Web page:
European fundamental rights pretensions and sour reality

Europe has great pretensions when it comes to fundamental rights, but unfortunately the reality is different. This can be seen in the European approach (especially Commission and Council) to the USA’s abusive practices in the area of Citizenship-Based Taxation and FATCA (introduction, articles).

Official bodies regularly speak out about European negligence. Previously I wrote about EU Fundamental Rights Agency (FRA)’s major criticism [1].

Read also EDRi’s article UN Special Rapporteurs challenge EU’s counter-terrorism plans [2], e.g.:

Their statement does not judge the EU’s counter-terrorism plans kindly. While the Special Rapporteurs note that the scope of the new measures are “extensive in scope”, they point out the lack of crucial safeguards to guarantee human rights compliance in practice and the lack of monitoring and evaluation measures to understand and minimise the negative impacts on rights and freedoms.

Through their communication, the Special Rapporteurs demonstrate how several existing and foreseen EU security measures fail to meet the principles of legality, necessity and proportionality, enshrined in European and international laws (such as the Regulation on preventing the dissemination of Terrorism Content Online and the processing by Europol of sensitive data for profiling purposes). The fatal flaw lies in the use of broad and undefined terms to justify extensive interferences in human rights.

The Special Rapporteurs rightly question the specificity and meaning of “European values” and “European way of life”, both terms used as yardsticks for censoring online content and profiling travelers and migrants. For example, the statement criticises how Europol would be allowed to exchange personal data, including content hashes, IP addresses and URLs with private parties in order to detect and prevent the dissemination of “terrorist” and “extremist” material or “symbols” online and the creation of “terrorist accounts” on social media. Because the definitions of these terms are either absent or unclear and vague, the risk of overly censoring legitimate content is quite high. The statement emphasises that the risks of abusive and incorrect removals will become even greater with the use of Artificial Intelligence (AI) tools designed to automatically identify “terrorist content”. As a consequence and since social media facilitates the organisation of gatherings and collaboration, this censorship tools will likely curb the freedoms of association and peaceful assembly.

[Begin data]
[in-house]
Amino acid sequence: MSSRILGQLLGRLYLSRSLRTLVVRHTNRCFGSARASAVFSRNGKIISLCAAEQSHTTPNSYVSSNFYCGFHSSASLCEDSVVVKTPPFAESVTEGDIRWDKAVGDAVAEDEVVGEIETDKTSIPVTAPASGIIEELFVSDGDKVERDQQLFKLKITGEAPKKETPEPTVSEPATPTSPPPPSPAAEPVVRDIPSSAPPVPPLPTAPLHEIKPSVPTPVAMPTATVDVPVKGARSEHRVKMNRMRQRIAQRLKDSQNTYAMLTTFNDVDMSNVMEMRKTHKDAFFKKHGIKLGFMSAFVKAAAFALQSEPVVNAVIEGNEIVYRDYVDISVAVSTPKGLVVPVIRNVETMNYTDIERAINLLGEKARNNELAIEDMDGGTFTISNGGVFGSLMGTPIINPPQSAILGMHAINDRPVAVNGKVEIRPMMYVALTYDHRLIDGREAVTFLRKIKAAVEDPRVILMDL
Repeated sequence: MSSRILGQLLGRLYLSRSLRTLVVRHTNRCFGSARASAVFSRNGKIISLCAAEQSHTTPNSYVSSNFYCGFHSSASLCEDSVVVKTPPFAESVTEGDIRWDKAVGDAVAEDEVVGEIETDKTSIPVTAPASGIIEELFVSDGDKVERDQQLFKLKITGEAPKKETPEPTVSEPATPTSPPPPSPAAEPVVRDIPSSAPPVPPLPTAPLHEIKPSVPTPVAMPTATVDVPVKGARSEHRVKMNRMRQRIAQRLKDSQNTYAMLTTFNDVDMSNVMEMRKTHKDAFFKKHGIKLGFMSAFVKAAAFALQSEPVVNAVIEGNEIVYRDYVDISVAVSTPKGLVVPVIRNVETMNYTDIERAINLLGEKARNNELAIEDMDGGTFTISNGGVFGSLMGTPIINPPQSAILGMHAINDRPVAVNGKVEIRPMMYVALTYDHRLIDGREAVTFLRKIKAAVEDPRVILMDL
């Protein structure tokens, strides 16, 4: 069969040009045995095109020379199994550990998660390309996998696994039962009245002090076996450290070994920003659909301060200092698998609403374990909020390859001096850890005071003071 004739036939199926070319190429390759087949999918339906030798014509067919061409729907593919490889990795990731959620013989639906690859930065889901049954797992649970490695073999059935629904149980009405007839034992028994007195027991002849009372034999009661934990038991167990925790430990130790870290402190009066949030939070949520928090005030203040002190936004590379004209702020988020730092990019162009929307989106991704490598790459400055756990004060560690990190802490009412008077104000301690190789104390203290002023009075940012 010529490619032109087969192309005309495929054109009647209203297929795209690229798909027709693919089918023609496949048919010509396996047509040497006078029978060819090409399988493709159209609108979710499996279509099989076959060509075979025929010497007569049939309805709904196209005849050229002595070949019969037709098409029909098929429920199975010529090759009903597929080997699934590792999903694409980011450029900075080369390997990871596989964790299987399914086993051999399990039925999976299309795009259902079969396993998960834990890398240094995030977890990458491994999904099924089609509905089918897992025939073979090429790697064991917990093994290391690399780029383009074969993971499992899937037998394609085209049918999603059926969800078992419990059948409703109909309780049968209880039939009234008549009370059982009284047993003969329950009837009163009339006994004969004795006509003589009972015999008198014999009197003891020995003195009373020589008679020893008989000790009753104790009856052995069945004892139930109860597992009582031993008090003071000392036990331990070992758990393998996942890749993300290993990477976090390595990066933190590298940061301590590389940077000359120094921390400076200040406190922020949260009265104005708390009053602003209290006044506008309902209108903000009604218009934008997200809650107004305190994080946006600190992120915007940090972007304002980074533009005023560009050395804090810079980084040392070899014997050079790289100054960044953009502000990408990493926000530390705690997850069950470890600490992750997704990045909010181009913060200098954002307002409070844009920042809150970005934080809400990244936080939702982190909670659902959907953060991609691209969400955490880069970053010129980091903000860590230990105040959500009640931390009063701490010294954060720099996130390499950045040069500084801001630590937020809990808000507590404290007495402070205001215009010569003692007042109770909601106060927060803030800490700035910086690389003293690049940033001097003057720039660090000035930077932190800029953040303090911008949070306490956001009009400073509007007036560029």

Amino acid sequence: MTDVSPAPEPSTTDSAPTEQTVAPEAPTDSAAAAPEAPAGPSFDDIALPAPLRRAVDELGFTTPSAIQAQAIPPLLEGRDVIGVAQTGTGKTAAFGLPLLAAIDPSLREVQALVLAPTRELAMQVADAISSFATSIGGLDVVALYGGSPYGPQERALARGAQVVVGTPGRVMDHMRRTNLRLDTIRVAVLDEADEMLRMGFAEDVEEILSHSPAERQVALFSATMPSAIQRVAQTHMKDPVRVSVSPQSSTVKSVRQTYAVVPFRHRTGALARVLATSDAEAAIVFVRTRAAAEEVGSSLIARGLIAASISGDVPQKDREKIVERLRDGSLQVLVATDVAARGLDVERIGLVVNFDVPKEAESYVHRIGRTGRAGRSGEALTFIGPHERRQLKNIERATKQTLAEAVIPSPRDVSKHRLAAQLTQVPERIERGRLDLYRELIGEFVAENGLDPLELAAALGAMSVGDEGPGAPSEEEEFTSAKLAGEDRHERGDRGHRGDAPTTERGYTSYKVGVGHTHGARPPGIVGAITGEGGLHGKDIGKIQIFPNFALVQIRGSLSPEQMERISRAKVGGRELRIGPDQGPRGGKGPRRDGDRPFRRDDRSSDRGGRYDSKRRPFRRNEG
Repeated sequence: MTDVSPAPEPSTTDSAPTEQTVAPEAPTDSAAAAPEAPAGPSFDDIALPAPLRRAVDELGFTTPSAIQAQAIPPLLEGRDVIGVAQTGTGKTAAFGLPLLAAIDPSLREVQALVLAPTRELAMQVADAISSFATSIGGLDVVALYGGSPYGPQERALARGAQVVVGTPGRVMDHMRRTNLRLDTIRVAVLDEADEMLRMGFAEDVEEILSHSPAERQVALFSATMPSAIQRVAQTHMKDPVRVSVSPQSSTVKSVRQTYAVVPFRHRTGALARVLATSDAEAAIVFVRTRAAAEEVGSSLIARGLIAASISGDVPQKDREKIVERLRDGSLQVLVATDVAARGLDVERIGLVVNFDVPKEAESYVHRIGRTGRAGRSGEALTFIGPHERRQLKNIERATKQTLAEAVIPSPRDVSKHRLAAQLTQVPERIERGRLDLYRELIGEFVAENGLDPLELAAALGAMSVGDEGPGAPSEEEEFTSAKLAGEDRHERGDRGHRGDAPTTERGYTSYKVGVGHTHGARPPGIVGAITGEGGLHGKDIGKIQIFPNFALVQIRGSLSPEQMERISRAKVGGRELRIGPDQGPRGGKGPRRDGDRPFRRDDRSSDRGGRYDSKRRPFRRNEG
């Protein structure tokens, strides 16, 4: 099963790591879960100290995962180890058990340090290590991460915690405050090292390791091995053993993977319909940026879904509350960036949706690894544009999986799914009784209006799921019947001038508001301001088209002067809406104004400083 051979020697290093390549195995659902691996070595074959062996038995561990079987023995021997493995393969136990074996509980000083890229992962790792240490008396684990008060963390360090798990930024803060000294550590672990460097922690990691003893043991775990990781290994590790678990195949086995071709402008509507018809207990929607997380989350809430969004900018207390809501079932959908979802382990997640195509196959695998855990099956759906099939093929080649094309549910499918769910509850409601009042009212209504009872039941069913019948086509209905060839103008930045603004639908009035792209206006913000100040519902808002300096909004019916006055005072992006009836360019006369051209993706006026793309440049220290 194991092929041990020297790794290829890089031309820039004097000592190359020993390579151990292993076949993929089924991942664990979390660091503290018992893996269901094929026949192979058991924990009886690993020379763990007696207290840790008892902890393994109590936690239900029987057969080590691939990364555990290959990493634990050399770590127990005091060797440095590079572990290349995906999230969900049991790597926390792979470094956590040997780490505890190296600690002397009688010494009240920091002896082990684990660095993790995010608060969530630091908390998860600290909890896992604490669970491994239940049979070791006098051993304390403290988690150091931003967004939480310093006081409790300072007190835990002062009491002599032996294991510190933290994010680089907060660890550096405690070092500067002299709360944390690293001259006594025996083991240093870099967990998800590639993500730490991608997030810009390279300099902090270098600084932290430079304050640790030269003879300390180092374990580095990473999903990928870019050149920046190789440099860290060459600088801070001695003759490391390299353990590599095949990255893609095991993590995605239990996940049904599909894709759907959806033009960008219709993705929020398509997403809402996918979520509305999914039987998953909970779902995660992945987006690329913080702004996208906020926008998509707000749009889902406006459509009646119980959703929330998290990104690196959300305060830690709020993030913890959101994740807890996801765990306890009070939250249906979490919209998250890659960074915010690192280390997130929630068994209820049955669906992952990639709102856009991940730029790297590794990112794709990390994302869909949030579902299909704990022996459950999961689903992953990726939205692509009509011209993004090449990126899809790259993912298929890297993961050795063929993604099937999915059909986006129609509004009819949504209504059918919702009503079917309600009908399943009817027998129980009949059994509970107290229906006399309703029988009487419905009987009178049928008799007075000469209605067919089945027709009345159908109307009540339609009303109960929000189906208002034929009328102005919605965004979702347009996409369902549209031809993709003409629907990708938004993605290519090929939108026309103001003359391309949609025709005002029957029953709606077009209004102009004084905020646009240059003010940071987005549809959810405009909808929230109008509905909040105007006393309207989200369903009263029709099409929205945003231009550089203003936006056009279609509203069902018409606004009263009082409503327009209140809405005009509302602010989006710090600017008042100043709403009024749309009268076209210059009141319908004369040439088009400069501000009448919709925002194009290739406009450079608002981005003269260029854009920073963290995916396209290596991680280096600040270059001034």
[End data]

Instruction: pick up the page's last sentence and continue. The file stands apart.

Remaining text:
The problematic lack of concrete protective measures is also raised in the framework of Europol’s “large scale and indiscriminate collection and retention of data”, increased data sharing with private parties and “collection of broad categories of data such as racial or ethnic origin, political opinions, religious or philosophical beliefs or trade union membership”. The Special Rapporteurs note that these provisions in Europol’s reform would disproportionately impact the human rights of specific groups of people, and therefore contravene the right to non-discrimination. At the same time there are no specific safeguards to ensure that “they are not used to curb the rights of political opposition parties, trade unions and human rights defenders”.

Will the European Democracy, Rule of law and Fundamental rights Monitoring Group (DRFMG) act more serious tomorrow?

[1] Fundamental Rights Agency (FRA): ‘Counter terrorism but respect fundamental rights’, 27 November 2021.
[2] UN Special Rapporteurs challenge EU’s counter-terrorism plans, EDRi 1 December 2021.

Over Ellen Timmer

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